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“History is on every occasion the record of that which one age finds worthy of note in another.” ―Jacob Burckhardt What is one to make of “Darkest Hour”? Is it only yet another chance to bathe in nostalgia for the Second World War, and to dredge up an old story, out of which the British... Read More
Is sleep the balm of hurt minds? It should be. Happily, sleep usually comes easily to me. There are some exceptions: the night before having to wake early for a long plane flight being one, but these events are few and far between. Many people complain of insomnia, and this is a private disorder, in... Read More
Do you live life close to the edge? Climb mountains free-style, jump off bridges with small gliding parachutes, have unprotected sex with strangers, or even discuss genetic differences in public meetings? Further, have you been so busy living in the vivid present that you have no savings and no pension, and expect others, who are... Read More
I did not expect that my previous post would prove so contentious and would lead to such a wide range of comments. Thank you for those, and for the detailed points made, and the references to published work. I must admit that I sometimes experienced an Alice in Wonderland effect: the discussion has veered away... Read More
At a time when some people may be wishing to set a New Year’s resolution, after some festive eating and drinking, it is apposite to look at a recent very striking headline: 'I beat type 2 diabetes with 200-calorie drinks' It describes what is said to be a very promising treatment for the treatment of... Read More
To the 12th Century Church of the Knights Hospitaller of Jerusalem, as is my custom, not for Nine Carols but for the Christmas Day service, on a blowy, very wet warm day, the small stone refuge almost full, the candles lit, and as the plain text service wended its way through the Offices the wind... Read More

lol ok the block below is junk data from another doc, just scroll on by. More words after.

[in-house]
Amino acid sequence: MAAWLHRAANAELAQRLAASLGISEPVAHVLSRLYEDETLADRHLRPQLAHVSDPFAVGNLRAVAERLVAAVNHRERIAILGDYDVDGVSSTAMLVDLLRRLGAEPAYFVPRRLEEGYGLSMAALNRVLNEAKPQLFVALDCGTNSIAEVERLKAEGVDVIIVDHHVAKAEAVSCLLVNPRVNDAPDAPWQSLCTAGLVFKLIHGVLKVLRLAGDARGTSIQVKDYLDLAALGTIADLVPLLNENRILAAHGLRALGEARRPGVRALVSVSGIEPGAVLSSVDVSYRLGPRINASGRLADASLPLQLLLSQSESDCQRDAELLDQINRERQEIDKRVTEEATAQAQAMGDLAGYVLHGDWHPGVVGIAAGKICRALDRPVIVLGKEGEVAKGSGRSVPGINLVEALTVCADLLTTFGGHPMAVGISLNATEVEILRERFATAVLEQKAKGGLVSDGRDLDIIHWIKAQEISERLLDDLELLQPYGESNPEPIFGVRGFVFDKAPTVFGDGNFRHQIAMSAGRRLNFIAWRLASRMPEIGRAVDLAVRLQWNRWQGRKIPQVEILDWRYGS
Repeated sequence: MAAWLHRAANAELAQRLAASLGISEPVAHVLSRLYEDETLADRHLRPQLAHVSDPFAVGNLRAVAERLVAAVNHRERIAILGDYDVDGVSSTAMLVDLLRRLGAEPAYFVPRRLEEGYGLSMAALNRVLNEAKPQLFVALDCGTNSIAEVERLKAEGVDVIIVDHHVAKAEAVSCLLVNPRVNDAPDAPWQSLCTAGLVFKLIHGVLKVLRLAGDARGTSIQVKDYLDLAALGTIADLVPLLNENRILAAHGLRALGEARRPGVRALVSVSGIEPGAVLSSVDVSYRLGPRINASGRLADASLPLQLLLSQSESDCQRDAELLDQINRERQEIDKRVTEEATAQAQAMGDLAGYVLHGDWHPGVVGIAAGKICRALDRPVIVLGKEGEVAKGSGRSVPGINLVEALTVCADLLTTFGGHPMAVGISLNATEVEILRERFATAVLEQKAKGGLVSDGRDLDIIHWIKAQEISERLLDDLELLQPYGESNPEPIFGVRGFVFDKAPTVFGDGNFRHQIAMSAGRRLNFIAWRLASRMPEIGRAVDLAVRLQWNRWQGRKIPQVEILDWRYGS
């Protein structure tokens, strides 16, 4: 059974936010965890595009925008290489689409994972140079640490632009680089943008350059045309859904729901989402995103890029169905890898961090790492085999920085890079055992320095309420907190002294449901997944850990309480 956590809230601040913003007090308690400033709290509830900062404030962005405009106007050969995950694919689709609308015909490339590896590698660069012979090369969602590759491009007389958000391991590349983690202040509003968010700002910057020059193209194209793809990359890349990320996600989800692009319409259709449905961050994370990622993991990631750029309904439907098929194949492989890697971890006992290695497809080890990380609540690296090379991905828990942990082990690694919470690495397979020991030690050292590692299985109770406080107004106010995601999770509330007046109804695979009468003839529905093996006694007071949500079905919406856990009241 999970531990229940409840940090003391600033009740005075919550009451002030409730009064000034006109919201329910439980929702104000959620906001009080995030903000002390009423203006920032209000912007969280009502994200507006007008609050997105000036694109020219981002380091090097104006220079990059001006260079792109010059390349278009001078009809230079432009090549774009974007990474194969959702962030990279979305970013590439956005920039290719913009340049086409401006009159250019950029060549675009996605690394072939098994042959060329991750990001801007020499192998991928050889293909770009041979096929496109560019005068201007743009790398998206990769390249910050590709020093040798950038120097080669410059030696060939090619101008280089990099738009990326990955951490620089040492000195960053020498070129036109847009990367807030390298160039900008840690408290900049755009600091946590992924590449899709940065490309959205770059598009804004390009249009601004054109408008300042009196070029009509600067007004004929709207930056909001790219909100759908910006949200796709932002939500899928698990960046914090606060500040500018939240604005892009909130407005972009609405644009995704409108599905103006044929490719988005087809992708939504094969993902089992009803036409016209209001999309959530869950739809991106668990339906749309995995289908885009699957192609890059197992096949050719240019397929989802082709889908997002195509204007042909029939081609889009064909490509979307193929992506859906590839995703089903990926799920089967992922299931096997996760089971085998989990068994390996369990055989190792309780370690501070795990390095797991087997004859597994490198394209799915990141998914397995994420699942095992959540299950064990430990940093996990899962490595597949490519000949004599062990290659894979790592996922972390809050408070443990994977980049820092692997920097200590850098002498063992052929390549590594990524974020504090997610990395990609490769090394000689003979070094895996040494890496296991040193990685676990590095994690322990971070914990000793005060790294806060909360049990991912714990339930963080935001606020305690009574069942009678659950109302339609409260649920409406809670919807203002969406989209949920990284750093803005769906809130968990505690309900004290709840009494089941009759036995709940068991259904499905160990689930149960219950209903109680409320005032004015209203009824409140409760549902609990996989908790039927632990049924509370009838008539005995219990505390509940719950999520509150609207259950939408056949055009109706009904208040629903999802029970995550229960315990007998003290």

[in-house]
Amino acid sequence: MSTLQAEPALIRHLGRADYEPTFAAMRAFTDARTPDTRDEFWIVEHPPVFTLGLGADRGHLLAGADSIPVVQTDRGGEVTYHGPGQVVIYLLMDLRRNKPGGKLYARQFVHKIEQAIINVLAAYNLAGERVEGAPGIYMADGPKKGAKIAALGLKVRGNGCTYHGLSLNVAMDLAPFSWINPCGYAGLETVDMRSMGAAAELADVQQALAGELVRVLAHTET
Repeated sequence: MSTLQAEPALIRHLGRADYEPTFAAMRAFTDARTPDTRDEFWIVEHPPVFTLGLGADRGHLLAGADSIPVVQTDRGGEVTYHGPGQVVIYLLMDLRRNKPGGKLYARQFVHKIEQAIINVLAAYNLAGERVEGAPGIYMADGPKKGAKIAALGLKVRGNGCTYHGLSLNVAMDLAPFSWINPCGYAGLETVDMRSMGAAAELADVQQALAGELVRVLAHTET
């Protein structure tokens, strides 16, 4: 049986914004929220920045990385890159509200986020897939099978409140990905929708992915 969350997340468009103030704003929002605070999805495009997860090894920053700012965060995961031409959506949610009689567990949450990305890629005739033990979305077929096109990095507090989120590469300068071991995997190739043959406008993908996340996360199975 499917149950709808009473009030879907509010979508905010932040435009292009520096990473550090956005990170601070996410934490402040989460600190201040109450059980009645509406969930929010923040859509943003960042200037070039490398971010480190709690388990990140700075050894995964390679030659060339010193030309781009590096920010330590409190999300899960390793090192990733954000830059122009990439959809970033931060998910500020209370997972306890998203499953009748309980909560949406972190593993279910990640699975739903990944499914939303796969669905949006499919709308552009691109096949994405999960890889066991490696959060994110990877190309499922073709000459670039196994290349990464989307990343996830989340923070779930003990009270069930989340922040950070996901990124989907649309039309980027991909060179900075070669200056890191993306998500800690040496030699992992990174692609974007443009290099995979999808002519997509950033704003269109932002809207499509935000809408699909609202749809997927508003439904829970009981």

Michael Shayer says: At my request he send me three of his papers central to his research finding, which I list below.
I am not neurotic, but I occasionally worry that dreadful things will happen, caused by a lamentable oversight on my part, such as an un-returned Christmas greeting provoking justifiable depression in a former acquaintance who then turns to drink, and crashes his car into a pedestrian who happens to be the only person capable of... Read More
As readers of this blog will know, it is usually Woodley of Menie who darkens these pages with talk of genetic ruin, while James Flynn is the plucky New Zealander bringing tidings of comfort and joy about rising intelligence. Now, after my foolishly letting the two of them talk unhindered together for two hours over... Read More
Like her Royal Highness, The Queen, I have two birthdays, though only as a scribbler. The first is my “Psychological Comments” blogspot birthday, 22nd November 2012, and the second is 12 December 2016, when I joined Unz.com. My republican sentiments, in the French rather than American sense of that word, suggest that as a good... Read More
It is sad to hear from Chandra Chisala that our double act will no longer be available for hire, denying us both the prospect of a lecture tour, but if this really is his last word, that is a pity, because debates generally reveal new sources of data, and although personal positions rarely change immediately,... Read More